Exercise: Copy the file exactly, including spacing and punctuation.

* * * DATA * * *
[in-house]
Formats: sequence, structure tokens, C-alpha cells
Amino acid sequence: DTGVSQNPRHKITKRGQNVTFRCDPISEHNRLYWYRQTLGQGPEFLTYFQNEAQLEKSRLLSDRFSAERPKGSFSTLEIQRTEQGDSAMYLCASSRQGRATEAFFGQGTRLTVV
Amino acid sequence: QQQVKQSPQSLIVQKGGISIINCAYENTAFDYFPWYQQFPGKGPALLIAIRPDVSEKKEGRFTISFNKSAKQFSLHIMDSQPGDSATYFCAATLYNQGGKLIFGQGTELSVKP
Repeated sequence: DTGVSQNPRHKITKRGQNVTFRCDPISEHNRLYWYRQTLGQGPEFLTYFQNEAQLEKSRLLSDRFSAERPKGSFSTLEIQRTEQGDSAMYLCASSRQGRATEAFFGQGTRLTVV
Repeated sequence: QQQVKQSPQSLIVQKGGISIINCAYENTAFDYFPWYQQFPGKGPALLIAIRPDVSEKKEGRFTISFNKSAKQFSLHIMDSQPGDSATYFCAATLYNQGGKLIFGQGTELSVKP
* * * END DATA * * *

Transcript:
[in-house]
Formats: sequence, structure tokens, C-alpha cells
Amino acid sequence: DTGVSQNPRHKITKRGQNVTFRCDPISEHNRLYWYRQTLGQGPEFLTYFQNEAQLEKSRLLSDRFSAERPKGSFSTLEIQRTEQGDSAMYLCASSRQGRATEAFFGQGTRLTVV
Amino acid sequence: QQQVKQSPQSLIVQKGGISIINCAYENTAFDYFPWYQQFPGKGPALLIAIRPDVSEKKEGRFTISFNKSAKQFSLHIMDSQPGDSATYFCAATLYNQGGKLIFGQGTELSVKP
Repeated sequence: DTGVSQNPRHKITKRGQNVTFRCDPISEHNRLYWYRQTLGQGPEFLTYFQNEAQLEKSRLLSDRFSAERPKGSFSTLEIQRTEQGDSAMYLCASSRQGRATEAFFGQGTRLTVV
Repeated sequence: QQQVKQSPQSLIVQKGGISIINCAYENTAFDYFPWYQQFPGKGPALLIAIRPDVSEKKEGRFTISFNKSAKQFSLHIMDSQPGDSATYFCAATLYNQGGKLIFGQGTELSVKP